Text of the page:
Friends and Money

This post is supposed to be about friends and money. I try to stay out of my friends' business when it comes to money, but I find that a lot of them come to me for help, advice, or even just a little inspiration.

In the last two years, two of my friends got divorced. One was married for 15 years, and met her husband when she was 20 years old. The other was married for 10, and has a young daughter to support. When they couldn't see the other side of their financial picture, I helped reassure them that it would be okay. That they could get their finances figured out. That they could learn how to pay bills and rent on their own, even though for many years they had shared those responsibilities with another person.

I wanted to show my friends that they could stand on their own two financial feet even as they walked through heartache. I was living proof that you can be a single woman, manage your money, and still find ways to be fabulous. They looked to me and I told them it would all work out. That I would be right here. And that they could do it. And they did.

It's Never Too Late

It doesn't matter whether you are 25 or 45 years old, it is never too late to start getting a handle on your money. If you are looking for a place to start, I suggest the following three things:

  1. Admit your fears and flaws -- what are you afraid of? What are your biggest financial weaknesses? What do you avoid when it comes to managing your money? Check out my previous post: The Emotional Side of Money.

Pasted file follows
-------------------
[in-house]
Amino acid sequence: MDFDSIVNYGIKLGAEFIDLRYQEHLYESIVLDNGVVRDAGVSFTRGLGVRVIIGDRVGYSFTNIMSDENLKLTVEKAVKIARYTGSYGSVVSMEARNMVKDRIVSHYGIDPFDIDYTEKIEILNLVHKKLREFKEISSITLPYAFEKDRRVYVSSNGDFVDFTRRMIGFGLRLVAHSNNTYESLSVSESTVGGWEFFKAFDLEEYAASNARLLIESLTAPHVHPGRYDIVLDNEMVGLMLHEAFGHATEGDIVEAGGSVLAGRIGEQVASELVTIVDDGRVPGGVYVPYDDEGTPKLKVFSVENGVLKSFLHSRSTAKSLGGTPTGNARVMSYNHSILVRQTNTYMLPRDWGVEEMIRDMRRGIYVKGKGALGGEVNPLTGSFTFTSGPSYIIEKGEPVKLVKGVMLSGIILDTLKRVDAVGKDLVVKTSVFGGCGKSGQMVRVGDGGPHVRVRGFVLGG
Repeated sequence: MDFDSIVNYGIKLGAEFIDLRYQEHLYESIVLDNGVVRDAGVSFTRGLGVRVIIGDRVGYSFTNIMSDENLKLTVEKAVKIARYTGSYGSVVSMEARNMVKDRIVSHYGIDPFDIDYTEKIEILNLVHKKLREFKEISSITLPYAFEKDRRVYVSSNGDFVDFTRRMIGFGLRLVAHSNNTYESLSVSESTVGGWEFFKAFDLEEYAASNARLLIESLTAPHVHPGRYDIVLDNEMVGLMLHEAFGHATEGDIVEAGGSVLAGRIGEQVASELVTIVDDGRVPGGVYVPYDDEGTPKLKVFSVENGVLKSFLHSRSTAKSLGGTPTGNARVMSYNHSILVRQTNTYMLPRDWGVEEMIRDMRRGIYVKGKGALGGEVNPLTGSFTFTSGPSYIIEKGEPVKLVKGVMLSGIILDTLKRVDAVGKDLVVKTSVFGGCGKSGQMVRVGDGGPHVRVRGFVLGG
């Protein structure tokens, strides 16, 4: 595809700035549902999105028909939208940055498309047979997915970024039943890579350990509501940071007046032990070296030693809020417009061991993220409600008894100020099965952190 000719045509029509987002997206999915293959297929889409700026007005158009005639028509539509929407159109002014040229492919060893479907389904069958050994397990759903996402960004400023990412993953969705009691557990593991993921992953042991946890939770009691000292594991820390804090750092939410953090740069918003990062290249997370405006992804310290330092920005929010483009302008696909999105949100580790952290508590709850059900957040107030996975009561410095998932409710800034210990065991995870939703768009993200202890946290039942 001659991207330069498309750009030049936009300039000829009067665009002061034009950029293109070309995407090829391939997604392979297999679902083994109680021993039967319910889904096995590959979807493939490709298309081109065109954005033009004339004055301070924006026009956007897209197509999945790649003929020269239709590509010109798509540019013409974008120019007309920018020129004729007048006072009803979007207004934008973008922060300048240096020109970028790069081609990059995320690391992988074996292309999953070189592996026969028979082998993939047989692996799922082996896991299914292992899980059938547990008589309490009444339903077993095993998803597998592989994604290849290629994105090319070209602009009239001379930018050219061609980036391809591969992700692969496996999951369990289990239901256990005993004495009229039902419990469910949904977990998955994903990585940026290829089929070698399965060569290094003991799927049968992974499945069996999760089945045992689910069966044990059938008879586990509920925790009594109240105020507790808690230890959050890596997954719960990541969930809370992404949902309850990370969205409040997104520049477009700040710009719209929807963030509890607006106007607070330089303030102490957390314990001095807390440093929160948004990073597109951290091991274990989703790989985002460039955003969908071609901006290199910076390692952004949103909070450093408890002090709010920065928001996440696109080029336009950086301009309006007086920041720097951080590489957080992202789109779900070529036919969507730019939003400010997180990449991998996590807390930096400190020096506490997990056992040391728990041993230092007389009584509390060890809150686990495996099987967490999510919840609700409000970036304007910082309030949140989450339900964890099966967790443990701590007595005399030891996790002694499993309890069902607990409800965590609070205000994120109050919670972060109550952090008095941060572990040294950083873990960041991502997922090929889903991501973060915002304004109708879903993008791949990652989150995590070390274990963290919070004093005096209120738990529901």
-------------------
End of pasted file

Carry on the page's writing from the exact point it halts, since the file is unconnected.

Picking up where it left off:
2. Raise your Awareness -- what is your current state of affairs? How much money do you have in the bank? How much debt? What is your monthly income and outflow? Check out my Four-Step Budget for help getting this figured out.
  3. Start somewhere -- At the very least, sign-up for so that you know where your money is going. Next step? Set-up a short-term savings account (I use ING Direct), and start having $50 automatically deposited every month for an Emergency Fund. To see how I distribute my money, check out A Day in the Life of My Paycheck.

My Hope for All of Us

What I want most for myself, for my friends, and for all of you is to see money as a source of freedom, not imprisonment. Of empowerment, not guilt or shame. Of conscious choices, not feelings of frustration or ignorance. No matter where you are starting from today, I know that you can do it.

Forget for a minute about how much money you have in the bank. I wish I could look you square in the eyes, but for now just hear me when I say: you are worth a million dollars, no matter what your bank statement says. You are smart, creative and resourceful. There is nothing you can't figure out. Even this. Especially this.


For more Schwab resources: check-out their new site aimed at young adults. They have also recently launched Money Mondays, a series of weekly money tips, and a Twitter account @schwabmoneywise. To submit a post for the 20SB Blog Carnival, post drop a link to your post here by midnight on June 30th, and tweet with the hashtag #$friends.

Disclaimer: This post is part of the 20SB Blog Carnival: Friends & Money, sponsored by Charles Schwab. Prizes may be awarded to selected posts. The information and opinions expressed in this post do not reflect the views or opinions of Charles Schwab. Details on the event, eligibility, and a complete list of participating bloggers can be found here.